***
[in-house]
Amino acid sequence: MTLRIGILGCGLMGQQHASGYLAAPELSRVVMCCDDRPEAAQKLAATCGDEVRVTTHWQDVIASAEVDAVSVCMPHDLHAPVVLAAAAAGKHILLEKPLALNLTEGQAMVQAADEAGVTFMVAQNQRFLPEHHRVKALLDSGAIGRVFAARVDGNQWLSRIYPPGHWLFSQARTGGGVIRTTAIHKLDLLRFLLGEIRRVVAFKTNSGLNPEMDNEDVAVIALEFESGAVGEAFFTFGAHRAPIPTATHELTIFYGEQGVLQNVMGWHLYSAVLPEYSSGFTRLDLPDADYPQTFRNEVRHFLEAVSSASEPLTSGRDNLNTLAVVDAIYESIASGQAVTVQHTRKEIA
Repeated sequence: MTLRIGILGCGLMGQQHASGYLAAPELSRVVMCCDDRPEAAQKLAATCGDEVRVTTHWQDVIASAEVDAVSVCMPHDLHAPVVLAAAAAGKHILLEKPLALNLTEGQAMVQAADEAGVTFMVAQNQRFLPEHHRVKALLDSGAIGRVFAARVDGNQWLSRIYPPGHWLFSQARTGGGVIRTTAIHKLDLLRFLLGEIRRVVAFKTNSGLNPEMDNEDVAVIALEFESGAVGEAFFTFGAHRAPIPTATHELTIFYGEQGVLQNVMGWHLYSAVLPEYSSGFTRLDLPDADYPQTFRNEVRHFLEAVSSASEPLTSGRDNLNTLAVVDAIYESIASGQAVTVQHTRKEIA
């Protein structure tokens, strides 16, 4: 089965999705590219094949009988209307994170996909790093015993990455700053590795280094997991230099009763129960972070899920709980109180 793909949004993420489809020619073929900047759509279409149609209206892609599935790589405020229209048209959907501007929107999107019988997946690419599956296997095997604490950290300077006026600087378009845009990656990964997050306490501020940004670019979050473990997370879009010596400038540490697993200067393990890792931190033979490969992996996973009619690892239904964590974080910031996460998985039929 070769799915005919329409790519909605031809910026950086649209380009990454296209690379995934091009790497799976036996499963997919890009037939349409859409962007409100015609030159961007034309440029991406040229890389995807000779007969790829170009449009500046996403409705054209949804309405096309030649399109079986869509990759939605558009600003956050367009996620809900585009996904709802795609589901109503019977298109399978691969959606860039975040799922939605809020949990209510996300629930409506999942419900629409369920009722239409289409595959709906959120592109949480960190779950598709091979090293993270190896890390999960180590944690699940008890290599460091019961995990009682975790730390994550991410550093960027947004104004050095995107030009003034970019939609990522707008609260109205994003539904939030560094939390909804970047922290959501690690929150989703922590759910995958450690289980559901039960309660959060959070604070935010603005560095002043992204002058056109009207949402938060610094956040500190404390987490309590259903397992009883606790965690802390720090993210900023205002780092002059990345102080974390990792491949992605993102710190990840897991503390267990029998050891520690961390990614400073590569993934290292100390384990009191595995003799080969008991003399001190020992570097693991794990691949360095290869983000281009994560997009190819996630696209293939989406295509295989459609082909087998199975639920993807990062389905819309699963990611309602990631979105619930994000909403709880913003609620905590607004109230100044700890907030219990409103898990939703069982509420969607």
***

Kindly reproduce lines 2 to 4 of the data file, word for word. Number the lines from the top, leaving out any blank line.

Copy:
Amino acid sequence: MTLRIGILGCGLMGQQHASGYLAAPELSRVVMCCDDRPEAAQKLAATCGDEVRVTTHWQDVIASAEVDAVSVCMPHDLHAPVVLAAAAAGKHILLEKPLALNLTEGQAMVQAADEAGVTFMVAQNQRFLPEHHRVKALLDSGAIGRVFAARVDGNQWLSRIYPPGHWLFSQARTGGGVIRTTAIHKLDLLRFLLGEIRRVVAFKTNSGLNPEMDNEDVAVIALEFESGAVGEAFFTFGAHRAPIPTATHELTIFYGEQGVLQNVMGWHLYSAVLPEYSSGFTRLDLPDADYPQTFRNEVRHFLEAVSSASEPLTSGRDNLNTLAVVDAIYESIASGQAVTVQHTRKEIA
Repeated sequence: MTLRIGILGCGLMGQQHASGYLAAPELSRVVMCCDDRPEAAQKLAATCGDEVRVTTHWQDVIASAEVDAVSVCMPHDLHAPVVLAAAAAGKHILLEKPLALNLTEGQAMVQAADEAGVTFMVAQNQRFLPEHHRVKALLDSGAIGRVFAARVDGNQWLSRIYPPGHWLFSQARTGGGVIRTTAIHKLDLLRFLLGEIRRVVAFKTNSGLNPEMDNEDVAVIALEFESGAVGEAFFTFGAHRAPIPTATHELTIFYGEQGVLQNVMGWHLYSAVLPEYSSGFTRLDLPDADYPQTFRNEVRHFLEAVSSASEPLTSGRDNLNTLAVVDAIYESIASGQAVTVQHTRKEIA
């Protein structure tokens, strides 16, 4: 089965999705590219094949009988209307994170996909790093015993990455700053590795280094997991230099009763129960972070899920709980109180 793909949004993420489809020619073929900047759509279409149609209206892609599935790589405020229209048209959907501007929107999107019988997946690419599956296997095997604490950290300077006026600087378009845009990656990964997050306490501020940004670019979050473990997370879009010596400038540490697993200067393990890792931190033979490969992996996973009619690892239904964590974080910031996460998985039929 070769799915005919329409790519909605031809910026950086649209380009990454296209690379995934091009790497799976036996499963997919890009037939349409859409962007409100015609030159961007034309440029991406040229890389995807000779007969790829170009449009500046996403409705054209949804309405096309030649399109079986869509990759939605558009600003956050367009996620809900585009996904709802795609589901109503019977298109399978691969959606860039975040799922939605809020949990209510996300629930409506999942419900629409369920009722239409289409595959709906959120592109949480960190779950598709091979090293993270190896890390999960180590944690699940008890290599460091019961995990009682975790730390994550991410550093960027947004104004050095995107030009003034970019939609990522707008609260109205994003539904939030560094939390909804970047922290959501690690929150989703922590759910995958450690289980559901039960309660959060959070604070935010603005560095002043992204002058056109009207949402938060610094956040500190404390987490309590259903397992009883606790965690802390720090993210900023205002780092002059990345102080974390990792491949992605993102710190990840897991503390267990029998050891520690961390990614400073590569993934290292100390384990009191595995003799080969008991003399001190020992570097693991794990691949360095290869983000281009994560997009190819996630696209293939989406295509295989459609082909087998199975639920993807990062389905819309699963990611309602990631979105619930994000909403709880913003609620905590607004109230100044700890907030219990409103898990939703069982509420969607």